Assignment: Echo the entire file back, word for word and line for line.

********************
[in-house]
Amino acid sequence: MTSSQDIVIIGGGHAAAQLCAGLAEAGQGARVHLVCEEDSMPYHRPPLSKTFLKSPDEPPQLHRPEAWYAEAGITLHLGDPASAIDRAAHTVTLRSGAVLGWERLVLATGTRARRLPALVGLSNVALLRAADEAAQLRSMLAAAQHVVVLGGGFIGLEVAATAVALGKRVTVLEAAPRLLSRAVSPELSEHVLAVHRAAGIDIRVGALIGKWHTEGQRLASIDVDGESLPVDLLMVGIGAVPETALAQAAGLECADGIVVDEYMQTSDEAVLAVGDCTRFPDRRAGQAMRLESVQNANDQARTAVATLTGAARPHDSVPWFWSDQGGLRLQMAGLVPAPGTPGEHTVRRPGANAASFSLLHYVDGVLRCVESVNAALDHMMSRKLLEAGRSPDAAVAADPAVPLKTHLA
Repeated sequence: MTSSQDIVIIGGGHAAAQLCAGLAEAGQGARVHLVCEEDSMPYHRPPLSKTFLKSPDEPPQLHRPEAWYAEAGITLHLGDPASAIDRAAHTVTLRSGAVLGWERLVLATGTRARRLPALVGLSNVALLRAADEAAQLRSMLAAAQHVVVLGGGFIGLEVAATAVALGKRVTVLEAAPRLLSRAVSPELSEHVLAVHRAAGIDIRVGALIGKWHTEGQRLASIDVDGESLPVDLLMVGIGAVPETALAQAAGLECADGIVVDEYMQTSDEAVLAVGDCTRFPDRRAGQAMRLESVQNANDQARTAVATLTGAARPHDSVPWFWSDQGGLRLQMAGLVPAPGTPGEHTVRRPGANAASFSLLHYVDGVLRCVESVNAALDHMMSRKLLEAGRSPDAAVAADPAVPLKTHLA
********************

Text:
[in-house]
Amino acid sequence: MTSSQDIVIIGGGHAAAQLCAGLAEAGQGARVHLVCEEDSMPYHRPPLSKTFLKSPDEPPQLHRPEAWYAEAGITLHLGDPASAIDRAAHTVTLRSGAVLGWERLVLATGTRARRLPALVGLSNVALLRAADEAAQLRSMLAAAQHVVVLGGGFIGLEVAATAVALGKRVTVLEAAPRLLSRAVSPELSEHVLAVHRAAGIDIRVGALIGKWHTEGQRLASIDVDGESLPVDLLMVGIGAVPETALAQAAGLECADGIVVDEYMQTSDEAVLAVGDCTRFPDRRAGQAMRLESVQNANDQARTAVATLTGAARPHDSVPWFWSDQGGLRLQMAGLVPAPGTPGEHTVRRPGANAASFSLLHYVDGVLRCVESVNAALDHMMSRKLLEAGRSPDAAVAADPAVPLKTHLA
Repeated sequence: MTSSQDIVIIGGGHAAAQLCAGLAEAGQGARVHLVCEEDSMPYHRPPLSKTFLKSPDEPPQLHRPEAWYAEAGITLHLGDPASAIDRAAHTVTLRSGAVLGWERLVLATGTRARRLPALVGLSNVALLRAADEAAQLRSMLAAAQHVVVLGGGFIGLEVAATAVALGKRVTVLEAAPRLLSRAVSPELSEHVLAVHRAAGIDIRVGALIGKWHTEGQRLASIDVDGESLPVDLLMVGIGAVPETALAQAAGLECADGIVVDEYMQTSDEAVLAVGDCTRFPDRRAGQAMRLESVQNANDQARTAVATLTGAARPHDSVPWFWSDQGGLRLQMAGLVPAPGTPGEHTVRRPGANAASFSLLHYVDGVLRCVESVNAALDHMMSRKLLEAGRSPDAAVAADPAVPLKTHLA